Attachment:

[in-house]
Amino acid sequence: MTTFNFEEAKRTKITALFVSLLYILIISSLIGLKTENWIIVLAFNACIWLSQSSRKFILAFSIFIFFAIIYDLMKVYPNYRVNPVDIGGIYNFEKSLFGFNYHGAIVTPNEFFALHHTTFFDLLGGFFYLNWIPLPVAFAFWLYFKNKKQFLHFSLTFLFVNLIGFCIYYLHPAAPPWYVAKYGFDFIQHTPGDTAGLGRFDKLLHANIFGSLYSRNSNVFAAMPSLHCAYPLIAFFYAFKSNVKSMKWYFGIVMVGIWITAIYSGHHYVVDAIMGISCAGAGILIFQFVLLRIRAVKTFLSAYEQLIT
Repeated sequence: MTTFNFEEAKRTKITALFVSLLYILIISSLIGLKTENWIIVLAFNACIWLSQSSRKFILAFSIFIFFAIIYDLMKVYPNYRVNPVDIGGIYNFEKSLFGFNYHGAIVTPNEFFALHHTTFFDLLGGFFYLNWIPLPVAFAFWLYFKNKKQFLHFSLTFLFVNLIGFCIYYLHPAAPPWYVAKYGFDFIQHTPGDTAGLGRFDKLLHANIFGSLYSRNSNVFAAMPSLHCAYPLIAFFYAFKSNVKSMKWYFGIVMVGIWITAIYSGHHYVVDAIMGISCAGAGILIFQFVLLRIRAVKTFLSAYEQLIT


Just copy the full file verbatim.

[in-house]
Amino acid sequence: MTTFNFEEAKRTKITALFVSLLYILIISSLIGLKTENWIIVLAFNACIWLSQSSRKFILAFSIFIFFAIIYDLMKVYPNYRVNPVDIGGIYNFEKSLFGFNYHGAIVTPNEFFALHHTTFFDLLGGFFYLNWIPLPVAFAFWLYFKNKKQFLHFSLTFLFVNLIGFCIYYLHPAAPPWYVAKYGFDFIQHTPGDTAGLGRFDKLLHANIFGSLYSRNSNVFAAMPSLHCAYPLIAFFYAFKSNVKSMKWYFGIVMVGIWITAIYSGHHYVVDAIMGISCAGAGILIFQFVLLRIRAVKTFLSAYEQLIT
Repeated sequence: MTTFNFEEAKRTKITALFVSLLYILIISSLIGLKTENWIIVLAFNACIWLSQSSRKFILAFSIFIFFAIIYDLMKVYPNYRVNPVDIGGIYNFEKSLFGFNYHGAIVTPNEFFALHHTTFFDLLGGFFYLNWIPLPVAFAFWLYFKNKKQFLHFSLTFLFVNLIGFCIYYLHPAAPPWYVAKYGFDFIQHTPGDTAGLGRFDKLLHANIFGSLYSRNSNVFAAMPSLHCAYPLIAFFYAFKSNVKSMKWYFGIVMVGIWITAIYSGHHYVVDAIMGISCAGAGILIFQFVLLRIRAVKTFLSAYEQLIT